How Much Money Should You Have Saved By the Time You’re 35?

By Kayla Sloan
March 30, 2018
Chime is a financial technology company. Banking services provided by The Bancorp Bank or Stride Bank, N.A.; Members FDIC

If you’re in your early 30s, you may be starting to think more about your financial situation, especially as it relates to your future retirement.

However, thinking about your future goals is quite different from actually taking action toward achieving future financial independence. In fact, a 2018 Retirement Savings survey revealed that about 37% of those aged 35-54 have $10,000 or less in retirement savings, with about 12% having no retirement savings at all. If this rings true to you, it’s probably time you start putting a plan in place o to save money so that you can afford your life’s goals.

But before you get started, you may be thinking: how much money do I need to save by the time I’m 35? The answer: there is no one answer. This amount can vary based on your individual circumstances like how much you have saved to date, what your goals are, how much money you earn, what type of lifestyle you lead, and where you live. For example, if you live in an expensive city like New York, it may be tough to save as much money as someone with a similar income living in Kansas City.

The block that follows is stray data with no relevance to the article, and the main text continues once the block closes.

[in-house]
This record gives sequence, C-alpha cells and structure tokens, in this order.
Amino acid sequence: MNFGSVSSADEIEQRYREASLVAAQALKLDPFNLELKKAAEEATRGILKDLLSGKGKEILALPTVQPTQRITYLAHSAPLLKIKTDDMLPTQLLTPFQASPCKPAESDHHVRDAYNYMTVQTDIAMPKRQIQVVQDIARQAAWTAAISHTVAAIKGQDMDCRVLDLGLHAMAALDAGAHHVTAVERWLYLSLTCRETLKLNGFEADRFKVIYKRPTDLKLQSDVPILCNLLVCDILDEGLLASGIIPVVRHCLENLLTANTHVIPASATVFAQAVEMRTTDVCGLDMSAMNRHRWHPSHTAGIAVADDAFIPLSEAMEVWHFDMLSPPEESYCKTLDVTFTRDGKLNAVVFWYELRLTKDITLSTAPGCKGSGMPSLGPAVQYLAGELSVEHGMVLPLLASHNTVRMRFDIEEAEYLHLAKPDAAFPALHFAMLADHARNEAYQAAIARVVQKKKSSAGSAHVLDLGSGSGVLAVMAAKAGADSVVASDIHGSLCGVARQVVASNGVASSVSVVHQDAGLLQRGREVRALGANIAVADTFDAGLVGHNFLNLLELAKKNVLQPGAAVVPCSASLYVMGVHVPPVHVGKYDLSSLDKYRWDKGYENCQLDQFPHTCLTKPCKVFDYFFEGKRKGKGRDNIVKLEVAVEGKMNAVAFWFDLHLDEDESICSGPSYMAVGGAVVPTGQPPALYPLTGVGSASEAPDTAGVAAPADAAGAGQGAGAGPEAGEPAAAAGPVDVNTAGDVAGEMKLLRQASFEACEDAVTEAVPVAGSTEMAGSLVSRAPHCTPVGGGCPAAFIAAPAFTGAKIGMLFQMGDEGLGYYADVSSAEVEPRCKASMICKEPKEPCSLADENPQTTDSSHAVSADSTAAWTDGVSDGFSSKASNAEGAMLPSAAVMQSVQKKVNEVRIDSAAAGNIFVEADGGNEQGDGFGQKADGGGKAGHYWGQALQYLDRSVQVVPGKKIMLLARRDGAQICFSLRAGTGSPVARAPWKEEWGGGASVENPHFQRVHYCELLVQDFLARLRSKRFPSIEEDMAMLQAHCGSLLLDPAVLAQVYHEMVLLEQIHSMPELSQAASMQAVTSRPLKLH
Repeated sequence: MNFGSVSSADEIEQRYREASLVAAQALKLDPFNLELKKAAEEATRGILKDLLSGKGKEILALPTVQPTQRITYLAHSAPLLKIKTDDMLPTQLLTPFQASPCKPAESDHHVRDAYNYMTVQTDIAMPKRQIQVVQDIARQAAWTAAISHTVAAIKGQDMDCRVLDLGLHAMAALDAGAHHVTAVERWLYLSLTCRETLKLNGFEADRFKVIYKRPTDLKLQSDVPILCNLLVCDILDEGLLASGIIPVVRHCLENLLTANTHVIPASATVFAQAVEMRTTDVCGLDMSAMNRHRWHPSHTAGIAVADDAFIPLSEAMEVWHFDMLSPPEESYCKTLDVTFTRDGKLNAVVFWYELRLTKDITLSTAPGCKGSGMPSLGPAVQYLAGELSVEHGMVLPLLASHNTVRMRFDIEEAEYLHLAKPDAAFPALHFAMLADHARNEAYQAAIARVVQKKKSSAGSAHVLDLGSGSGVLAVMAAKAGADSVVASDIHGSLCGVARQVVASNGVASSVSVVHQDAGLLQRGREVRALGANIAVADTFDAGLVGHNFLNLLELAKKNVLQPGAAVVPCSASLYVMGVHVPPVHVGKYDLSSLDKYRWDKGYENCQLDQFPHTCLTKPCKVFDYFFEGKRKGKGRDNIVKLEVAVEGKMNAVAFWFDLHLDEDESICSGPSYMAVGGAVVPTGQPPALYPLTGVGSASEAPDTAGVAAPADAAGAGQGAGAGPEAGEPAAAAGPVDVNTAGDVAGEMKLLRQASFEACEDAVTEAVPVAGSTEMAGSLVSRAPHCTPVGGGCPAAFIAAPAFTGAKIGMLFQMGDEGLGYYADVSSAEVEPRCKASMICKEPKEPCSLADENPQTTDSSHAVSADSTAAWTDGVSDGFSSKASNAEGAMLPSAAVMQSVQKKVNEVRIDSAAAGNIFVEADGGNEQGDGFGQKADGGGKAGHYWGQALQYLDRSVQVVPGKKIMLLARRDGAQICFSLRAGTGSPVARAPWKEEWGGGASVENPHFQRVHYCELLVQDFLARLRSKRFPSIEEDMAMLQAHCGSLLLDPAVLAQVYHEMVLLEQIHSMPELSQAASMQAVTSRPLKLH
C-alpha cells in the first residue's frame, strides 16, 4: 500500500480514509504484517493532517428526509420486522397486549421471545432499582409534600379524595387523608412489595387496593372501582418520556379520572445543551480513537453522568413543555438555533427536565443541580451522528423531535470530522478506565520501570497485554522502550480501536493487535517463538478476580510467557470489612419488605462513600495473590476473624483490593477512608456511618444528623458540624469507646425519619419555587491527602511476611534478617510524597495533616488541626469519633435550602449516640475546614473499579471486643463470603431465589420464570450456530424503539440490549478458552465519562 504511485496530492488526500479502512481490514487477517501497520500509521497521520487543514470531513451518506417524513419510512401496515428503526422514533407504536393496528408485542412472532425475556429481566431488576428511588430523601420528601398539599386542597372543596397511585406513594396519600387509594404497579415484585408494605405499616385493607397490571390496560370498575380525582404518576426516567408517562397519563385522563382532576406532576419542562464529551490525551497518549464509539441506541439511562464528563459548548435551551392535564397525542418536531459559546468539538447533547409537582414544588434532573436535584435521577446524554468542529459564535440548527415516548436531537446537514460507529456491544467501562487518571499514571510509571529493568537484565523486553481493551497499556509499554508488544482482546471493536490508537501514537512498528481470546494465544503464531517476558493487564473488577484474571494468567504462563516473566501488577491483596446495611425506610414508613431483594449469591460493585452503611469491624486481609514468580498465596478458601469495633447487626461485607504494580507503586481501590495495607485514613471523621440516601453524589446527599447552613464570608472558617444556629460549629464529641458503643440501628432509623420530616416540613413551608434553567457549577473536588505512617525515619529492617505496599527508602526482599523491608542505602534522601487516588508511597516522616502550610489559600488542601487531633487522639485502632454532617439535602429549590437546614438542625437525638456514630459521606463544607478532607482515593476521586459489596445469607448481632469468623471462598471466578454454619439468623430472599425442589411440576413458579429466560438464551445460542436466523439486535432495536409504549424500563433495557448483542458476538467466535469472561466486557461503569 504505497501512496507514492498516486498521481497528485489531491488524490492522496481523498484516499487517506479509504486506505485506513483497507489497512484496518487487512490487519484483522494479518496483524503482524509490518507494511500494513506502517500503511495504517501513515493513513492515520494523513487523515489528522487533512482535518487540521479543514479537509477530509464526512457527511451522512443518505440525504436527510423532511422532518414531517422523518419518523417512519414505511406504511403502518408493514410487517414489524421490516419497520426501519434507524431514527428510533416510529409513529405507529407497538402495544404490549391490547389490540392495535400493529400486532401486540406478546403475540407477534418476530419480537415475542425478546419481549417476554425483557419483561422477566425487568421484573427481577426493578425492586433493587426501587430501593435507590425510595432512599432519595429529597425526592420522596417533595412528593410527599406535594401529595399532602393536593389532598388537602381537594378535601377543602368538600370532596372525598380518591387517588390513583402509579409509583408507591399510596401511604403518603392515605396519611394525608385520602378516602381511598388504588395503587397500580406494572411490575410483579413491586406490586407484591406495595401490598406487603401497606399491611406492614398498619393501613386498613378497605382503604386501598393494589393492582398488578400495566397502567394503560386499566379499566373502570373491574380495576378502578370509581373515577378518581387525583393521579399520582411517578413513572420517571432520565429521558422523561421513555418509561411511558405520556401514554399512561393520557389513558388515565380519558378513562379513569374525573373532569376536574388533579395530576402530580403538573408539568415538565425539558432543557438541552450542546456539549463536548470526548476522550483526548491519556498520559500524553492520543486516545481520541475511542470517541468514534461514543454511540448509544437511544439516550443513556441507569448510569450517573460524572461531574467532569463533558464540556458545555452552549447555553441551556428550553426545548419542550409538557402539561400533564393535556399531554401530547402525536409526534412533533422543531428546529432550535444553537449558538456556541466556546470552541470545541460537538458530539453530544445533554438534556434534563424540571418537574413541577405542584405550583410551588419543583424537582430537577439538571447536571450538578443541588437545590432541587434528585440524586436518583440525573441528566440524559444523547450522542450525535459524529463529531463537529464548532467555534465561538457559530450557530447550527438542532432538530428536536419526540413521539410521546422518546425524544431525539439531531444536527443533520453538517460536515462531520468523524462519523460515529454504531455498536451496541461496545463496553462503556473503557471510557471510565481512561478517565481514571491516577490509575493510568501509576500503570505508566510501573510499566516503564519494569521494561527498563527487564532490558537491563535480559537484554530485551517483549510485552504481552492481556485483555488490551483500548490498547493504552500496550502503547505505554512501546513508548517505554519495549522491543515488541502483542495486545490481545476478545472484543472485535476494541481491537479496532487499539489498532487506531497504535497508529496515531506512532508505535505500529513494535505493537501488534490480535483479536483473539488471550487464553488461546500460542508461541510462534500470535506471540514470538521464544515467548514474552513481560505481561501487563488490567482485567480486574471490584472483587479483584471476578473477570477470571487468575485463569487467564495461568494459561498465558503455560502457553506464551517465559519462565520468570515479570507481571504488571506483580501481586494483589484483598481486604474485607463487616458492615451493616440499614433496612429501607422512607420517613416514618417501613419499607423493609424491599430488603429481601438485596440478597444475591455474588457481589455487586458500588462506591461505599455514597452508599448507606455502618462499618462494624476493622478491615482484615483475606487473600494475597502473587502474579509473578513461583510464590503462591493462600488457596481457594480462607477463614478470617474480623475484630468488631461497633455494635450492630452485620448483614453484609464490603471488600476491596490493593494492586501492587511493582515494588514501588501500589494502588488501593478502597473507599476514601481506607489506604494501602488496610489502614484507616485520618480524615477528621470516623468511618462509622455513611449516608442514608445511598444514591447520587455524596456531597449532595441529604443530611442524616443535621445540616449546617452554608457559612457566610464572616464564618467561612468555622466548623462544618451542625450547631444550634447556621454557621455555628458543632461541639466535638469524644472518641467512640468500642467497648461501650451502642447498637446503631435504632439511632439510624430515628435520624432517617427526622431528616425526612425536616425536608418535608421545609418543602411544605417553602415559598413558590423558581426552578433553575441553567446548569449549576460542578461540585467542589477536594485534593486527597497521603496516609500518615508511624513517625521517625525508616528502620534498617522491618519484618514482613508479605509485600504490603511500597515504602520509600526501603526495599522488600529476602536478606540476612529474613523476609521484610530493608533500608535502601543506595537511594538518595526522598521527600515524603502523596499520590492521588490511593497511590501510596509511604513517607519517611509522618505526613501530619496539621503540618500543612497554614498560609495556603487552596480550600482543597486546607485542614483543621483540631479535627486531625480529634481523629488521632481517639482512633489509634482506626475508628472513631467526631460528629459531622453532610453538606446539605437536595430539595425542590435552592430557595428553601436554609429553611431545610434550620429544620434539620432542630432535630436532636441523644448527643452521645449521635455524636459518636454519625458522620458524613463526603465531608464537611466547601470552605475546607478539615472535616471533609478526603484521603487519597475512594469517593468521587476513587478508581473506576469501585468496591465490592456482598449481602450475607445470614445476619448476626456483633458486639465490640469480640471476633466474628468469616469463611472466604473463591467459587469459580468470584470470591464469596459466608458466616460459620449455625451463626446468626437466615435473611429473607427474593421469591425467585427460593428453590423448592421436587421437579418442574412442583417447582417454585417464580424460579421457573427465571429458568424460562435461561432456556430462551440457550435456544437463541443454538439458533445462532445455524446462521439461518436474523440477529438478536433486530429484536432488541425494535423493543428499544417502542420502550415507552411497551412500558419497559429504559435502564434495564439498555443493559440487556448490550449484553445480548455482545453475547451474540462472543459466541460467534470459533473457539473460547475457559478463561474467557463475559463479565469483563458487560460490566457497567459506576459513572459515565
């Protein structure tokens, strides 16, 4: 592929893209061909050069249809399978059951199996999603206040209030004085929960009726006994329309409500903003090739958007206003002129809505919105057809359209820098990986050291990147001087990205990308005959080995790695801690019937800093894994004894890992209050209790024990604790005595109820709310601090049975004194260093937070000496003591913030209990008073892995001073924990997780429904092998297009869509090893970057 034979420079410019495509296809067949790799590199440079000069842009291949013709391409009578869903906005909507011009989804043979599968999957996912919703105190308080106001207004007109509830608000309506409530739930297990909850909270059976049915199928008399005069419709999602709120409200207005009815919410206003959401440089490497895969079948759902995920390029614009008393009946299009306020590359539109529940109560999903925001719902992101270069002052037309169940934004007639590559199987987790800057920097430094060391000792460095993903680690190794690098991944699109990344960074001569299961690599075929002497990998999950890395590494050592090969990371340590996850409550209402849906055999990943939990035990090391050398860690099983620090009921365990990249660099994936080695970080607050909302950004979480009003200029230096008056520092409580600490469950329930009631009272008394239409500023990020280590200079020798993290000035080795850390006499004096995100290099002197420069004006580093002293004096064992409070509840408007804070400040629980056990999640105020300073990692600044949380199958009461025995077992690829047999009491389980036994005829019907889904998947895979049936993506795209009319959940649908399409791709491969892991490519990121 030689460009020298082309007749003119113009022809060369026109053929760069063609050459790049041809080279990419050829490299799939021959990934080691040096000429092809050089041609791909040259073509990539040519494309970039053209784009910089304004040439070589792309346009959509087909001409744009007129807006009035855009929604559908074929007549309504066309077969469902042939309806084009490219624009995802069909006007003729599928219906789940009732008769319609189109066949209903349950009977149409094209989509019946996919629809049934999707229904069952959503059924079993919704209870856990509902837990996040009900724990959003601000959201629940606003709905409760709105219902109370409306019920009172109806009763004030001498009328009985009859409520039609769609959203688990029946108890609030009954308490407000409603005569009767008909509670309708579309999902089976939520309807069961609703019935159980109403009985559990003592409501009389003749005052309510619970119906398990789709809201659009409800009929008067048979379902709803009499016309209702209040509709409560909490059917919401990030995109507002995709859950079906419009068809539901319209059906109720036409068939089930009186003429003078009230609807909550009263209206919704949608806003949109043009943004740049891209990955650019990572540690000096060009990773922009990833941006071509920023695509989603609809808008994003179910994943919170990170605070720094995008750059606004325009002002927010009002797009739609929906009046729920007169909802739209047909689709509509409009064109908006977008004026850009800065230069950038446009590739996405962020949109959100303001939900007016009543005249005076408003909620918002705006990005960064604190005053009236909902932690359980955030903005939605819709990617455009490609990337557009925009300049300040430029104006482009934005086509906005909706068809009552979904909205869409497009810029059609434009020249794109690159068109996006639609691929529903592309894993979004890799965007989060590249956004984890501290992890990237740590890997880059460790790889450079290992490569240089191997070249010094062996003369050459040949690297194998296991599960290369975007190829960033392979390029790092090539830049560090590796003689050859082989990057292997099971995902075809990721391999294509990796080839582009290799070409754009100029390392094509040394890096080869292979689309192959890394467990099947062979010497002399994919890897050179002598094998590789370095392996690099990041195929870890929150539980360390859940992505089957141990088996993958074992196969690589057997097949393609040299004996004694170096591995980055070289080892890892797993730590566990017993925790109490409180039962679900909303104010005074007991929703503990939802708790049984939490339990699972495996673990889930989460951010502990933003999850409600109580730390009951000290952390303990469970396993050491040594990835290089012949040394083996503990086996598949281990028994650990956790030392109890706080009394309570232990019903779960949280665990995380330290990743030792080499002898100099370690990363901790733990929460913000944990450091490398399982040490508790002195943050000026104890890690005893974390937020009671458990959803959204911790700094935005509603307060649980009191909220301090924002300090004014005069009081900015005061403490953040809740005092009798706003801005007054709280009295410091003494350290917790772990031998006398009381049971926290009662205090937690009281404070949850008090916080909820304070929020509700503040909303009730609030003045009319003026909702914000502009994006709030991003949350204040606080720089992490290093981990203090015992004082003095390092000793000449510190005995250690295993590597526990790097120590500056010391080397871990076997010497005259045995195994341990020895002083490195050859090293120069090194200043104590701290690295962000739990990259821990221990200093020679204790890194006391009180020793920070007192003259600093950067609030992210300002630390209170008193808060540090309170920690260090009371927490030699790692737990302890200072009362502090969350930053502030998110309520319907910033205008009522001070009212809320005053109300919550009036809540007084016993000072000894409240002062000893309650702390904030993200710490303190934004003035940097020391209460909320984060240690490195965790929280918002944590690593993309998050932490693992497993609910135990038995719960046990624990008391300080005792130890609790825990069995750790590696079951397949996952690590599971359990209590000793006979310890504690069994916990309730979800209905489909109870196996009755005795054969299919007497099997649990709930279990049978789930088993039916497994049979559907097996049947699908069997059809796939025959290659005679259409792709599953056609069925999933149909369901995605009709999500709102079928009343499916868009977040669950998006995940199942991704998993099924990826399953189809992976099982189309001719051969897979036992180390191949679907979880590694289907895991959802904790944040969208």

Tips for Saving for Retirement by Age 35

Reshell Smith, a certified financial planner and founder of AMES Financial Solutions, said she recommends to her clients that they “save as much as they can, as often as they can.”

Her biggest suggestion to those in their 30s is to sock money away into your employer-sponsored 401(k) retirement plan. In fact, save at least the minimum amount necessary to get the full employer match. What if you don’t have a 401(k) at work? In this case, Smith says you should still be saving for retirement on your own.

In general, you should save at least 10% of your income into an individual retirement account (IRA) and other investments. Better yet, if you can afford it and have a 401(k), Smith says you should invest on your own in addition to participating in your employer-sponsored retirement plan.

What Else Should You Save for at Age 35?

Besides saving for retirement and future goals, Smith says her clients in their mid-30s still want to enjoy life and cross some things off their bucket lists, such as taking trips or purchasing big-ticket items. Affording these things generally requires saving money first.